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This post comes about based on a newspaper article and a blog post I recently read ... one on genealogy and one on cooking ... Genealogy and Elitism: It Isn’t What You Say, It’s How You Say It (by Amy Johnson Crow) and The language of cooking (Andrea Weigl, The News and Observer).
What these articles have in common is reminding us that beginners to anything, whether it’s cooking or genealogy, won’t know all of the “lingo” endemic to these endeavors. We all also need encouragement as we try something new. It doesn’t mean that there aren’t right and wrong ways to do something. It doesn’t mean that there aren’t proper names and techniques for tools and skills needed. It does mean that it’s valuable for each of us to try and remember what it was like to be a beginner at cooking, genealogy, or anything, and use those memories to bring encouragement and guidance to those who are just starting (or want to start) dabbling their toes in doing family history research.
I actually read the cooking article first and she starts out by saying ...
I’ve been writing about food for so long that sometimes I forget what it’s like to be a beginner.
I don’t remember that recipes can seem like a foreign language to an inexperienced home cook. If you have barely picked up a spatula, words like simmer or sear, braise or sauté can stop you before turning on the stove.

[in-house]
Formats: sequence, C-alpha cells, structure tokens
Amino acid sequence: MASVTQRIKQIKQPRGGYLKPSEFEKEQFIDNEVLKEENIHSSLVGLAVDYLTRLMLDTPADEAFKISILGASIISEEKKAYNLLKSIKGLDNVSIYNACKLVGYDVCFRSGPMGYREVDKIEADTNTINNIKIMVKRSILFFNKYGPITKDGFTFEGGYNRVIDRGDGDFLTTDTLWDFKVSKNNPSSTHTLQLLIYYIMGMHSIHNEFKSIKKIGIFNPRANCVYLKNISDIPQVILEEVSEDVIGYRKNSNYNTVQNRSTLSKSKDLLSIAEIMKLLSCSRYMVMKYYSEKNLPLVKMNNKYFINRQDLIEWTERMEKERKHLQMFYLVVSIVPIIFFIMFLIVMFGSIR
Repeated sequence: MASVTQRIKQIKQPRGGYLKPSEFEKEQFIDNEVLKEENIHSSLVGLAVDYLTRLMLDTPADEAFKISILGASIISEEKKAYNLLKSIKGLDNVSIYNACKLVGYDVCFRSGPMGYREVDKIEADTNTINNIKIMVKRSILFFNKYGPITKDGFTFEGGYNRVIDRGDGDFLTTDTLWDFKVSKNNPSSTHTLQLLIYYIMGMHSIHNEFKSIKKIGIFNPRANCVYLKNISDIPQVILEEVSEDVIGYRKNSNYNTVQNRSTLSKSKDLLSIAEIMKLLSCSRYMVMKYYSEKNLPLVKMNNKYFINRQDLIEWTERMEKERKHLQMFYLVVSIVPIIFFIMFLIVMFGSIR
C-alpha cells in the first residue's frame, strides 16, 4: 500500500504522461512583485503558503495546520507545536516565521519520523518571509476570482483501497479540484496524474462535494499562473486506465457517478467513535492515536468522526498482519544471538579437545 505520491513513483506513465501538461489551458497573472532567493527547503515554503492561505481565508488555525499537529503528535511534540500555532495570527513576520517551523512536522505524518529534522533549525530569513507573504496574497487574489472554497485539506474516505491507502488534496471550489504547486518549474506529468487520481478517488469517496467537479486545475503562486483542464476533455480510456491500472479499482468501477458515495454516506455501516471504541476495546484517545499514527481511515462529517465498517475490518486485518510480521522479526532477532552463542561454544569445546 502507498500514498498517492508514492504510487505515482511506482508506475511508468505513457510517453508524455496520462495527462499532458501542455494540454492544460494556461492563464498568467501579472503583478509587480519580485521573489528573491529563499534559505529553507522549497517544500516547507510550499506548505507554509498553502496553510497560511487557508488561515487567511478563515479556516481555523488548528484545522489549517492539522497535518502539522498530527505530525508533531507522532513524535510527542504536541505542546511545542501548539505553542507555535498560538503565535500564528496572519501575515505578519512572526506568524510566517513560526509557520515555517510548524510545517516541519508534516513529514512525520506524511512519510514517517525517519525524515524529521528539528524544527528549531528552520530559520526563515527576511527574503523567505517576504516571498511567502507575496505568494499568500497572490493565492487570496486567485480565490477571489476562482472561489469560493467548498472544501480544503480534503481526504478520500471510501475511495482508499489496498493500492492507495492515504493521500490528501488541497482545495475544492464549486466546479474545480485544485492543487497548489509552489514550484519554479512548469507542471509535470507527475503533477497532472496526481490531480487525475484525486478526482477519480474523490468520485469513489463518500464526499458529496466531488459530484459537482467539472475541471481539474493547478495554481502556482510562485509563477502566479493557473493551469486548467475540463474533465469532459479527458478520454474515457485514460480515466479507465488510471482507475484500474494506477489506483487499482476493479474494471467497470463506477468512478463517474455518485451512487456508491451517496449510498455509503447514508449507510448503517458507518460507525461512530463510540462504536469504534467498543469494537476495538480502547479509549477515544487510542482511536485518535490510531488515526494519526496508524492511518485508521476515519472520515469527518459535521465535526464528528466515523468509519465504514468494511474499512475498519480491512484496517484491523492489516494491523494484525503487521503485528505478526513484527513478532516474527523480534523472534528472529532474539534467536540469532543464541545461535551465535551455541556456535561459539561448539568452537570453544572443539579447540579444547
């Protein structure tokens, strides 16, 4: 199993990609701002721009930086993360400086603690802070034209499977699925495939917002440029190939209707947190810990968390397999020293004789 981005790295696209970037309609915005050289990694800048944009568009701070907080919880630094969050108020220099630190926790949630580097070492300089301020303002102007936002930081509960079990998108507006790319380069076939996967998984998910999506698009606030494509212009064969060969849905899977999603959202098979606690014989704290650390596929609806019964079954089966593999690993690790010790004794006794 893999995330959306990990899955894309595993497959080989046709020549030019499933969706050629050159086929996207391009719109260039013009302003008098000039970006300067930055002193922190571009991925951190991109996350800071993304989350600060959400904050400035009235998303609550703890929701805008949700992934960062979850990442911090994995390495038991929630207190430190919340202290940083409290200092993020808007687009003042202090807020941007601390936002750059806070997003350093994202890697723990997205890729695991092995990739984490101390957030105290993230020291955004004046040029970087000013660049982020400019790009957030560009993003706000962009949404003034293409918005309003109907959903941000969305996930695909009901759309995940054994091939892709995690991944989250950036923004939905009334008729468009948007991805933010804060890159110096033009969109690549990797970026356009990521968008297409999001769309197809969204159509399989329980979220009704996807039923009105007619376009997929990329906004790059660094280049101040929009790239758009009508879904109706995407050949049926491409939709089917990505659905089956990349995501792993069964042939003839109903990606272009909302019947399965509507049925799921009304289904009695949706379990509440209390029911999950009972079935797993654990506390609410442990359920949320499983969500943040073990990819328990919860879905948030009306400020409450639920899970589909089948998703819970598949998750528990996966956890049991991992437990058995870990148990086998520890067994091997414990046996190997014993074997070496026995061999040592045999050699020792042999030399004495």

I suffered from the same thing when I first became a food writer in 2007...
Then, Amy in her article, shares an incident she witnessed at a library (which is a variation on something similar we’ve probably all witnessed or been a party to) and concludes ...
Scolding can work for employees and children. It doesn’t work to scold someone who is doing an activity that they don’t have to do. After all, they can simply stop doing the activity and move on to something more enjoyable.
When we come across individuals who are interesting in pursuing their family history, let’s remember that much of the lingo, the methodologies and strategies, and other elements that the more experienced in our field use and embrace is totally alien to these newbies.
We also need to remember that we were all “new” at one time or another to genealogy (and to many other things in life)! We were greatly influenced by others – either by their criticism or by their enthusiasm and support.
Think of all the volunteer activities or hobbies you have NOT pursued because the individuals involved were just not fun to “play with.”
Yes, people will say that if you are TRULY interested you will persevere regardless. Really? Can we always say that that is true? Haven’t we each benefited from some benevolence as we try a new pursuit? Haven’t we each turned away from something when encouragement was lacking or we felt discouraged by those around us?
Passion about anything is something that the rest of us don’t have the “right” to squelch in others ... Passion can be molded and guided and it’s darn hard for anyone else to create it in a person. And, once lost, passion is something that can be very hard to regain!
So, next time you hear someone ask a basic genealogy question (and might want to roll your eyes) or misuse or misunderstand a term (and want to promptly and vigorously correct them) think about yourself when you were a beginning cook or genealogist and your journey to where you are today – the time, patience and encouragement of those who assisted along the way was invaluable.
Is there a person who you look back on as the single greatest influence in your success as a genealogist (or cook)? What was it about that person that encouraged and inspired you?
Editor’s Note: If you identify with this post, you might also read If Miss Manners, Emily Post, or other experts on etiquette did genealogy!
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